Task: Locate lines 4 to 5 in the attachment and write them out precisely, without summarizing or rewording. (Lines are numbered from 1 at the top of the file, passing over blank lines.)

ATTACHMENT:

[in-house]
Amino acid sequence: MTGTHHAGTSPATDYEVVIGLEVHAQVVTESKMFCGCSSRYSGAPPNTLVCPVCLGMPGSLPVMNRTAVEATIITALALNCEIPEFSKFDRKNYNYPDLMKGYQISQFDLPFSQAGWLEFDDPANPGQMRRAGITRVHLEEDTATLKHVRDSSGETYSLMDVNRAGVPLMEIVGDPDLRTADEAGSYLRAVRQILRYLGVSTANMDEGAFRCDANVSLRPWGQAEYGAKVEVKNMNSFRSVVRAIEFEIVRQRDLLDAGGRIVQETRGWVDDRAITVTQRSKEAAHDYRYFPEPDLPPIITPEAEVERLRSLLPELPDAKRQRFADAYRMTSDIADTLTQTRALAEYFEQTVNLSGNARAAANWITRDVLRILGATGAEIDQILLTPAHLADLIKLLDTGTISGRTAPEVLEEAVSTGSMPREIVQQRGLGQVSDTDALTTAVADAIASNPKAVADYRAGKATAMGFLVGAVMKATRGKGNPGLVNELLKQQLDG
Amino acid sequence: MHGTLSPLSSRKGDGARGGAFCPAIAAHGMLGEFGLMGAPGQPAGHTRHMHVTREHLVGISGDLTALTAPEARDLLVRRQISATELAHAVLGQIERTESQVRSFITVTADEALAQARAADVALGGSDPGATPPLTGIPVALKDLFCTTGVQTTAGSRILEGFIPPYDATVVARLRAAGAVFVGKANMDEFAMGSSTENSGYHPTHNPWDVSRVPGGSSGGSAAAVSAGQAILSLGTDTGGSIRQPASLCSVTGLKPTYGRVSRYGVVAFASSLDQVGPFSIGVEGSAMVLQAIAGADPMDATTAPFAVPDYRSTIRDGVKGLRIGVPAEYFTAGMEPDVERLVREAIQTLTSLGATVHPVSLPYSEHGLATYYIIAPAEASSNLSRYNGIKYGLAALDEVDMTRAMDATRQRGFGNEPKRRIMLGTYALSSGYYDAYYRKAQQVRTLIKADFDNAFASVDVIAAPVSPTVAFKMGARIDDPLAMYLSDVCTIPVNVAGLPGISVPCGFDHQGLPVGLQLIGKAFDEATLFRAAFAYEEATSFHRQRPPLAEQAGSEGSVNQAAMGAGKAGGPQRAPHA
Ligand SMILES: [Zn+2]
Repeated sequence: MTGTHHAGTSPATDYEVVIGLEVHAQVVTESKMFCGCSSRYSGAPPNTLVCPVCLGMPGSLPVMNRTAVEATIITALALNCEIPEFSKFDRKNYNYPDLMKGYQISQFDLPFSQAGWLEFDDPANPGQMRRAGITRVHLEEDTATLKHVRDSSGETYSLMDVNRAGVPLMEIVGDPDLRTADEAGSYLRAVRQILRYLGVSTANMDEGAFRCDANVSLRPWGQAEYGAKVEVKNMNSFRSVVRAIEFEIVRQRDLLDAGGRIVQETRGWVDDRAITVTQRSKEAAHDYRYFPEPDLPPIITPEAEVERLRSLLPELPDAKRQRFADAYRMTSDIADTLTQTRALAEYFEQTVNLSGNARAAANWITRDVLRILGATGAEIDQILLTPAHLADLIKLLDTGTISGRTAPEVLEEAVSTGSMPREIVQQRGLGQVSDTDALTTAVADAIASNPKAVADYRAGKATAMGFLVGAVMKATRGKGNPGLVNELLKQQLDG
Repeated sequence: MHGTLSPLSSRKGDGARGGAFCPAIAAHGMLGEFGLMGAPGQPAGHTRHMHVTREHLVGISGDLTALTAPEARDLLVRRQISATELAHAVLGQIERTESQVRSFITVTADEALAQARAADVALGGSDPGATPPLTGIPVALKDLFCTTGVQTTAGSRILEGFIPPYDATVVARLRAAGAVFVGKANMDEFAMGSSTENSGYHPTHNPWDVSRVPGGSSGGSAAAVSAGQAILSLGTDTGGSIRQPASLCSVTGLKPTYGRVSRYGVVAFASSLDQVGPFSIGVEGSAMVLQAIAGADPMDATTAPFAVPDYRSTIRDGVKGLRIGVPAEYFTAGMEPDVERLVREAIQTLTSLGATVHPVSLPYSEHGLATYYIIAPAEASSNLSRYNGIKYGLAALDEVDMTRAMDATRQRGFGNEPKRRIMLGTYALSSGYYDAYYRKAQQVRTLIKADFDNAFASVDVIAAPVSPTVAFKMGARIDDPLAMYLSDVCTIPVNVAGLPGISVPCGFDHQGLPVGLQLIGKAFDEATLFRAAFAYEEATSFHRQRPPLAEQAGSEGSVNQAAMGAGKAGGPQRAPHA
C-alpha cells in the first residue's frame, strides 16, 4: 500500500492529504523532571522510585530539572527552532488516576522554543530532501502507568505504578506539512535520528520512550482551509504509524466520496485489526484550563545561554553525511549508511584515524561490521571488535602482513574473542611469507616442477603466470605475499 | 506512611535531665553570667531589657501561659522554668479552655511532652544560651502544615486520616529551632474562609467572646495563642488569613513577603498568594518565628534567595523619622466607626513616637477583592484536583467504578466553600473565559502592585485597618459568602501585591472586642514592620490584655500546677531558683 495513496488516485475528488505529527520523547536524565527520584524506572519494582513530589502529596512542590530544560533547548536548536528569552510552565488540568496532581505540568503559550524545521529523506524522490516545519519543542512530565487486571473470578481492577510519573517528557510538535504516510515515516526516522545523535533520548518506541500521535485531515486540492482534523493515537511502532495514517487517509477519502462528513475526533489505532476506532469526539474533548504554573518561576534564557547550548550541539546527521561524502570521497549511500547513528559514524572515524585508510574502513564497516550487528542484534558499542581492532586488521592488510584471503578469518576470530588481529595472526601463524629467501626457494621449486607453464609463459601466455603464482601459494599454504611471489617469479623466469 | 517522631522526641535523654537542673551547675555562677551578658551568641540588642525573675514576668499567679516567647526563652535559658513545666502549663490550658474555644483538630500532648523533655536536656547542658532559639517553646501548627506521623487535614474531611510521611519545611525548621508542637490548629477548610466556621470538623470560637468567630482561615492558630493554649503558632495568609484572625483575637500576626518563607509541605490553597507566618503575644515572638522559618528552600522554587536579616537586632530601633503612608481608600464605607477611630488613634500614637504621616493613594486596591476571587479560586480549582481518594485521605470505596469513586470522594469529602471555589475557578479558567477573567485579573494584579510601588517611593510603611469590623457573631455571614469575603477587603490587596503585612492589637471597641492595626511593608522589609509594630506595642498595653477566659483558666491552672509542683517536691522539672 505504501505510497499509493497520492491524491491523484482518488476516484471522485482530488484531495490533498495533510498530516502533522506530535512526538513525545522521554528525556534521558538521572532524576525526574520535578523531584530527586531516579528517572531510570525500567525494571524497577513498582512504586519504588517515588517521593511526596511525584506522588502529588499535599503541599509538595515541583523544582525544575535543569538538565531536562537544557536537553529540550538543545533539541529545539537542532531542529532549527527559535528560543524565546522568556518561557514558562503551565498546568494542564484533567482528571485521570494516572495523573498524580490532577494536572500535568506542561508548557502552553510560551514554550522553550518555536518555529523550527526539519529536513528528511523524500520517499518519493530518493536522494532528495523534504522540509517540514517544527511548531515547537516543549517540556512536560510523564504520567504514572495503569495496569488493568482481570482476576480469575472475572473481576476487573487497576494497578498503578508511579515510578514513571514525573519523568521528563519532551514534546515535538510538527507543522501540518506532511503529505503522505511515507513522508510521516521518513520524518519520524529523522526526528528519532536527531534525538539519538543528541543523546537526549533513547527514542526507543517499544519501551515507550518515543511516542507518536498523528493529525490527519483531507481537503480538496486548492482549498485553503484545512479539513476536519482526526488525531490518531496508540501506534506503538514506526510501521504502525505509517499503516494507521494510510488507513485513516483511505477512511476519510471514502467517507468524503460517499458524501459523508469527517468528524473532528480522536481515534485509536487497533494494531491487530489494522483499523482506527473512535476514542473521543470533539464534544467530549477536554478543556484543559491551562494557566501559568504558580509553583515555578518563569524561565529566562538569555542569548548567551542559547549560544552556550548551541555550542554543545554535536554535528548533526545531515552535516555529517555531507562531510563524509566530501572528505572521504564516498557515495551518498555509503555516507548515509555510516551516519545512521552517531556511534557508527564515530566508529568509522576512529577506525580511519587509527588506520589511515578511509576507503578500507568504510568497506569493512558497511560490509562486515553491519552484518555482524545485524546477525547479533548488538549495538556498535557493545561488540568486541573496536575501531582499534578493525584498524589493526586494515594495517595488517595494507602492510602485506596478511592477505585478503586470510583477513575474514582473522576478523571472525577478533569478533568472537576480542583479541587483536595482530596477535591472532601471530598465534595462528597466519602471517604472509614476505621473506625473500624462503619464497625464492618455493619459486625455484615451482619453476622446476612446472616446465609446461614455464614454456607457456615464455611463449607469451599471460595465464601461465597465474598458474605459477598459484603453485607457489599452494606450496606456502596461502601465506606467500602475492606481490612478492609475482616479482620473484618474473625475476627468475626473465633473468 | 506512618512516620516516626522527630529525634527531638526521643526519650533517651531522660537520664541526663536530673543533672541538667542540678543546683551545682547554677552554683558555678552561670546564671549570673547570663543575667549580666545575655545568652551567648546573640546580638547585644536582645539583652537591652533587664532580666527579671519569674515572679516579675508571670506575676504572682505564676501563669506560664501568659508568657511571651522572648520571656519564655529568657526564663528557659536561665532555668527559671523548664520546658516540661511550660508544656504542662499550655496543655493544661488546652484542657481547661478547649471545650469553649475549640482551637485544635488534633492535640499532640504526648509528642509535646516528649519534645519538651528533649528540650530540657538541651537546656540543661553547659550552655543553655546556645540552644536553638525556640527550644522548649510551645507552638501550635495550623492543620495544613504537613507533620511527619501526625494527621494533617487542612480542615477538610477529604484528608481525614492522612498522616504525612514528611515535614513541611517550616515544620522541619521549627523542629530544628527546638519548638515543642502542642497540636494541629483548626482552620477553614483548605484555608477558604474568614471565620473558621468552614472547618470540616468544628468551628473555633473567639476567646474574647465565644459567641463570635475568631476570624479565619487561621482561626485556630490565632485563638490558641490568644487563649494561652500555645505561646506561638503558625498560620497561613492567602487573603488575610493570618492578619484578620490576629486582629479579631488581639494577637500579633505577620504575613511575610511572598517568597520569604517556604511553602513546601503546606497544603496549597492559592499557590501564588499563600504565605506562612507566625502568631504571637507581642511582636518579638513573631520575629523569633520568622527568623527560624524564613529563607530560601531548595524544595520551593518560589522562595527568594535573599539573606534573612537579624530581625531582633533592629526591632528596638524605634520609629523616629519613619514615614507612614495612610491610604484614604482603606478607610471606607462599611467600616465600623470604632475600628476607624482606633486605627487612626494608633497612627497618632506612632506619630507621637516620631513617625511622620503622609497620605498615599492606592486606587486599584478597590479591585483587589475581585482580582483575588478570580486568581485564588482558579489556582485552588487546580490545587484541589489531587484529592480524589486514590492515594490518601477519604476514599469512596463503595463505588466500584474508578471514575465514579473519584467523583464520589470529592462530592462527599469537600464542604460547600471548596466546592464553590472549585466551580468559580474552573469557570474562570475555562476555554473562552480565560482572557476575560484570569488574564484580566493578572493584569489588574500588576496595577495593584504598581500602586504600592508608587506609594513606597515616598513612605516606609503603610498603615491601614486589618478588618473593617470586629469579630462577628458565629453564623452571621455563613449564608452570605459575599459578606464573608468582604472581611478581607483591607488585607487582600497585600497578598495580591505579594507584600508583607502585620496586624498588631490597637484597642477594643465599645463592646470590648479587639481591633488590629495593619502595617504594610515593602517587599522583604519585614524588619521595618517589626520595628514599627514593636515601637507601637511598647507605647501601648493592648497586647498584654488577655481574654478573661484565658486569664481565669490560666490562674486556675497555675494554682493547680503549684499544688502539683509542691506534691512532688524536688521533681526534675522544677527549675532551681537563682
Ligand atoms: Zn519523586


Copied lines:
Ligand SMILES: [Zn+2]
Repeated sequence: MTGTHHAGTSPATDYEVVIGLEVHAQVVTESKMFCGCSSRYSGAPPNTLVCPVCLGMPGSLPVMNRTAVEATIITALALNCEIPEFSKFDRKNYNYPDLMKGYQISQFDLPFSQAGWLEFDDPANPGQMRRAGITRVHLEEDTATLKHVRDSSGETYSLMDVNRAGVPLMEIVGDPDLRTADEAGSYLRAVRQILRYLGVSTANMDEGAFRCDANVSLRPWGQAEYGAKVEVKNMNSFRSVVRAIEFEIVRQRDLLDAGGRIVQETRGWVDDRAITVTQRSKEAAHDYRYFPEPDLPPIITPEAEVERLRSLLPELPDAKRQRFADAYRMTSDIADTLTQTRALAEYFEQTVNLSGNARAAANWITRDVLRILGATGAEIDQILLTPAHLADLIKLLDTGTISGRTAPEVLEEAVSTGSMPREIVQQRGLGQVSDTDALTTAVADAIASNPKAVADYRAGKATAMGFLVGAVMKATRGKGNPGLVNELLKQQLDG